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Lajarri

Mina Mina Jukurrpa Dreaming

Mina Mina Jukurrpa Dreaming

Regular price $5,200.00 AUD
Regular price Sale price $5,200.00 AUD
Sale Sold out
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Flora Nakamarra Brown | 111cm x 211cm

Not stretched or framed  |  Acrylic on Belgian Linen

*ARTWORK IS SOLD ROLLED IN AN ART TUBE*

Framing can be organised on request, please email hello@lajarri.com with the artwork name and size for a framing price.

This ‘Jukurrpa’ (Dreaming) comes from Mina Mina, a very important women’s Dreaming site far to the west of Yuendumu near Lake Mackay and the WA border. The ‘kirda’ (owners) of this Dreaming are Napangardi/Napanangka women and Japangardi/Japanangka men; the area is sacred to Napangardi and Napanangka women. There are a number of ‘mulju’ (water soakages) and ‘maluri’ (clay pan) at Mina Mina.

In the Dreamtime, ancestral women danced at Mina Mina and ‘karlangu’ (digging sticks) rose up out of the ground. The women collected the digging sticks and then travelled on to the east, dancing, digging for bush tucker, collecting ‘ngalyipi’ (snake vine [Tinospora smilacina]), and creating many places as they went. ‘Ngalyipi’ is a rope-like creeper that grows up the trunks and limbs of trees, including ‘kurrkara’ (desert oak [Allocasuarina decaisneana]). It is used as a ceremonial wrap and as a strap to carry ‘parraja’ (coolamons) and ‘ngami’ (water carriers). ‘Ngalyipi’ is also used to tie around the forehead to cure headaches, and to bind cuts.

The women stopped at Karntakurlangu, Janyinki, Parapurnta, Kimayi and Munyuparntiparnti, sites spanning from the west to the east of Yuendumu. When they stopped, the women dug for bush foods like ‘jintiparnta’ (desert truffle [Elderia arenivaga]). The Dreaming track eventually took them far beyond Warlpiri Country. The track passed through Coniston in Anmatyerre Country to the east, and then went on to Alcoota and Aileron far to the northeast of Yuendumu and eventually on into Queensland.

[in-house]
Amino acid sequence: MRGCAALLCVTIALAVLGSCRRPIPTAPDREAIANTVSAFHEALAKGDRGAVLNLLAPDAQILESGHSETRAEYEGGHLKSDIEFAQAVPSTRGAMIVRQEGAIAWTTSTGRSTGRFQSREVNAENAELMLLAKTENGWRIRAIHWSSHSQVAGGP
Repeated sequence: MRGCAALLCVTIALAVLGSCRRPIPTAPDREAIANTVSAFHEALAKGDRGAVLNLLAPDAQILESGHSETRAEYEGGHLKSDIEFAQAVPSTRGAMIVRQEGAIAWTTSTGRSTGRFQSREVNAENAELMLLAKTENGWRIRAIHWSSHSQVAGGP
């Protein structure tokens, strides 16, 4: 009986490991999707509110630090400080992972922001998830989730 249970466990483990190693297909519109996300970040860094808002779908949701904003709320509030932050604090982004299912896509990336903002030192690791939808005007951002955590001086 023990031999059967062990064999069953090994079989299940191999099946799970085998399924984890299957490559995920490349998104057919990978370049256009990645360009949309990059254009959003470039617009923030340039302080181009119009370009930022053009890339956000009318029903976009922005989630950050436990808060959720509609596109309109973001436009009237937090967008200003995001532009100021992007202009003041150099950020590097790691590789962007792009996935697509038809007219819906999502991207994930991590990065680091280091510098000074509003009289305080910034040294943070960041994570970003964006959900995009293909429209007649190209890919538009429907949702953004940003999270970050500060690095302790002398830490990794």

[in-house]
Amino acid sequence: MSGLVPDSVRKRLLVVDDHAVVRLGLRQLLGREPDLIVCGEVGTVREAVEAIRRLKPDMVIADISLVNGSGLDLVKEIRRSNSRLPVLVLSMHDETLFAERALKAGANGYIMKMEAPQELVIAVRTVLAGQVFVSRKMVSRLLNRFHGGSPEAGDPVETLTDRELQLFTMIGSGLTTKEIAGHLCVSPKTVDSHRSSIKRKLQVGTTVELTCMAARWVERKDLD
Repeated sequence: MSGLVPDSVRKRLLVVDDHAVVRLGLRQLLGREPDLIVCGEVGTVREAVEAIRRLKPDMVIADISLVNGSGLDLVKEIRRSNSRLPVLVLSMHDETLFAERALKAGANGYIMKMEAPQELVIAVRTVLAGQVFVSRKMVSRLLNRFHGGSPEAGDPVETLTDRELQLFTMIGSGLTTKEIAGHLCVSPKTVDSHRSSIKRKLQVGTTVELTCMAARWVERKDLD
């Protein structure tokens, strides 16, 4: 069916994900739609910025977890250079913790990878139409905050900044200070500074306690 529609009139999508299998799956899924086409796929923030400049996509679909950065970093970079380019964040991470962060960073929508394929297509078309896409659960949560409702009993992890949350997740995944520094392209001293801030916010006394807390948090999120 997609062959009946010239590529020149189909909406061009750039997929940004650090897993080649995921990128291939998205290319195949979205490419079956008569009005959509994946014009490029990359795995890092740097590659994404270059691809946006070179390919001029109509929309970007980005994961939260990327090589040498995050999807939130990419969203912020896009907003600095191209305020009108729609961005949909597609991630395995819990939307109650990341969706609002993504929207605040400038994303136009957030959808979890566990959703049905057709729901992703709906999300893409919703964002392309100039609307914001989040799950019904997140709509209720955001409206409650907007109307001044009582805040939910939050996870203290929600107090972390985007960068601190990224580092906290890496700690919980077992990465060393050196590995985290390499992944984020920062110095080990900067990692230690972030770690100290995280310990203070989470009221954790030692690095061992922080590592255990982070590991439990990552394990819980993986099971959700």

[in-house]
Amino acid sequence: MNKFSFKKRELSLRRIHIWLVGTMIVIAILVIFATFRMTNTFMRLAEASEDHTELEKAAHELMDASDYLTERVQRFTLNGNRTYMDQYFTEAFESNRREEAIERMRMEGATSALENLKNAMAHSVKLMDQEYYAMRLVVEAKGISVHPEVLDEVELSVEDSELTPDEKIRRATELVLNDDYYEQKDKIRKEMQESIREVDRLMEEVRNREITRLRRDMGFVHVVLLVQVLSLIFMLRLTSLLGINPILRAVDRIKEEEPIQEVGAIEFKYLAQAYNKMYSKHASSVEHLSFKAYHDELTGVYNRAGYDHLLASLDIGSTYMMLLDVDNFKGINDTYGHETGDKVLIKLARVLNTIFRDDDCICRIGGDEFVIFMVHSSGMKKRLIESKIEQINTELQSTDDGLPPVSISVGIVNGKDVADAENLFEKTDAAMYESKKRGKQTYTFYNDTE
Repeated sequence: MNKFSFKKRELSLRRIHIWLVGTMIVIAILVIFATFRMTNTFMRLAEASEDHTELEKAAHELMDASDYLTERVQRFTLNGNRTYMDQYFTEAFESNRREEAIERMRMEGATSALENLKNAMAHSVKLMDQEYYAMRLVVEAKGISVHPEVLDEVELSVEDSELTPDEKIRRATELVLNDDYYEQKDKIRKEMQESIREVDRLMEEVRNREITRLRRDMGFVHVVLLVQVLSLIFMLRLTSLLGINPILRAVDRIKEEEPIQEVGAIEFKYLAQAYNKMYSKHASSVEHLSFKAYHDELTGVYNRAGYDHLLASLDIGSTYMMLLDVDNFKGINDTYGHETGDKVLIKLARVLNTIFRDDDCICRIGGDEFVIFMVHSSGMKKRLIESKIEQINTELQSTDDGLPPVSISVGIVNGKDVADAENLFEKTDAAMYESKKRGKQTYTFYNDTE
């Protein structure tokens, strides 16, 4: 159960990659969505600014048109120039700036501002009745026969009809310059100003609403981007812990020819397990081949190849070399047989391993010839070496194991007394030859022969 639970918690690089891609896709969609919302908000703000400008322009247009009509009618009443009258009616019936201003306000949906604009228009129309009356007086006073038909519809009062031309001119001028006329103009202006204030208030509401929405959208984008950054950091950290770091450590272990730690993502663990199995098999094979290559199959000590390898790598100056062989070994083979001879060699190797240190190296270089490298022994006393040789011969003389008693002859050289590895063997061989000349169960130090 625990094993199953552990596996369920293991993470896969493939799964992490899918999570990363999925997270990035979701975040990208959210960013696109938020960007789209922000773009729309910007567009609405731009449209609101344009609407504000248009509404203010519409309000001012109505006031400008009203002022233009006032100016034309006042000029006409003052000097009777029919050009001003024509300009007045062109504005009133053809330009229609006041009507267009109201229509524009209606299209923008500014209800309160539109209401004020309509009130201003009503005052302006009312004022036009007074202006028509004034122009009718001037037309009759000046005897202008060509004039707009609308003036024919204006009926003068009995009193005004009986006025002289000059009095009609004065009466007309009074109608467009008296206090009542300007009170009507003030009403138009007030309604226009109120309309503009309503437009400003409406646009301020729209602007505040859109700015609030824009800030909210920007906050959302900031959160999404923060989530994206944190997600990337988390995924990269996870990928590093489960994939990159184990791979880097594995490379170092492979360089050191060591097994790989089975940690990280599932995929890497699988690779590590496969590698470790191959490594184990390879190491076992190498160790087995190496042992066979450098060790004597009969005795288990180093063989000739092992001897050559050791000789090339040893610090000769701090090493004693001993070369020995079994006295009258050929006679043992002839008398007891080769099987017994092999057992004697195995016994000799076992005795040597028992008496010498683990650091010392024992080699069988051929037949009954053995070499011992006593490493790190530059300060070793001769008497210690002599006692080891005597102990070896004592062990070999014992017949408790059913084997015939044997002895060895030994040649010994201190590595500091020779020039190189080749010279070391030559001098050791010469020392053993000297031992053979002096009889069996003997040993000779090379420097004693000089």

In Warlpiri paintings, traditional iconography is used to represent the Jukurrpa and other elements. In many paintings of this Jukurrpa, sinuous lines are used to represent the ‘ngalyipi’ (snake vine). Concentric circles are often used to represent the ‘jintiparnta’ (desert truffles) that the women have collected, while straight lines can be used to depict ‘karlangu’ (digging sticks).

Stretching & Framing

Not stretched or framed

Stretcheing and/or framing can be organised on request once you have purchased your piece, pricing starts at around 1/3 of the artwork price (on average).

This process generally takes around 3-4 weeks.

Framing options are Tasmanian Oak, White or Black painted pine.

All stretching and framing is completed by the team at Left Bank Art Group

Shipping

Shipping is free Australia wide,

International shipping will be calculated at checkout.

All orders are shipped with insurence and tracking globally.

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Supporting Australian businesses

All artwork stretching and framing is taken care of by the team at Left Bank Art Group on the Gold Coast, a family business that has operated for over 40 years, employing over 20 local staff

The Left Bank story 

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    Lajarri Gallery proudly operates under The Indigenous Art Code. 

    The Indigenous Art Code is a system to preserve and promote ethical trading in Indigenous art.